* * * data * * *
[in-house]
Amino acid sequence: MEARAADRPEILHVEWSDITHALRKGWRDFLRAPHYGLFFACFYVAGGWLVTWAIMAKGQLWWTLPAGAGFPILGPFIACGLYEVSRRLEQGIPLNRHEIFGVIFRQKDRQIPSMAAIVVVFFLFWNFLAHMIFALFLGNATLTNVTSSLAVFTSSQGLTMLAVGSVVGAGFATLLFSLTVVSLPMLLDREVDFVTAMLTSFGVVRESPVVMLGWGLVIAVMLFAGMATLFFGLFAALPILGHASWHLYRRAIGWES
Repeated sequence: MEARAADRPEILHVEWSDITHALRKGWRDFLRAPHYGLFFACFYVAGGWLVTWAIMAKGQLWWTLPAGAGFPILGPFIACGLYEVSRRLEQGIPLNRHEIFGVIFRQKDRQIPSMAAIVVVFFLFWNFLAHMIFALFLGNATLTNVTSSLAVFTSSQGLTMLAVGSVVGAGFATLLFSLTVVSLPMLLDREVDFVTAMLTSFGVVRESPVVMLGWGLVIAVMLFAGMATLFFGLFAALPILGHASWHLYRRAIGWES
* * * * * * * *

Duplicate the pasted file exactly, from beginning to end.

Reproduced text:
[in-house]
Amino acid sequence: MEARAADRPEILHVEWSDITHALRKGWRDFLRAPHYGLFFACFYVAGGWLVTWAIMAKGQLWWTLPAGAGFPILGPFIACGLYEVSRRLEQGIPLNRHEIFGVIFRQKDRQIPSMAAIVVVFFLFWNFLAHMIFALFLGNATLTNVTSSLAVFTSSQGLTMLAVGSVVGAGFATLLFSLTVVSLPMLLDREVDFVTAMLTSFGVVRESPVVMLGWGLVIAVMLFAGMATLFFGLFAALPILGHASWHLYRRAIGWES
Repeated sequence: MEARAADRPEILHVEWSDITHALRKGWRDFLRAPHYGLFFACFYVAGGWLVTWAIMAKGQLWWTLPAGAGFPILGPFIACGLYEVSRRLEQGIPLNRHEIFGVIFRQKDRQIPSMAAIVVVFFLFWNFLAHMIFALFLGNATLTNVTSSLAVFTSSQGLTMLAVGSVVGAGFATLLFSLTVVSLPMLLDREVDFVTAMLTSFGVVRESPVVMLGWGLVIAVMLFAGMATLFFGLFAALPILGHASWHLYRRAIGWES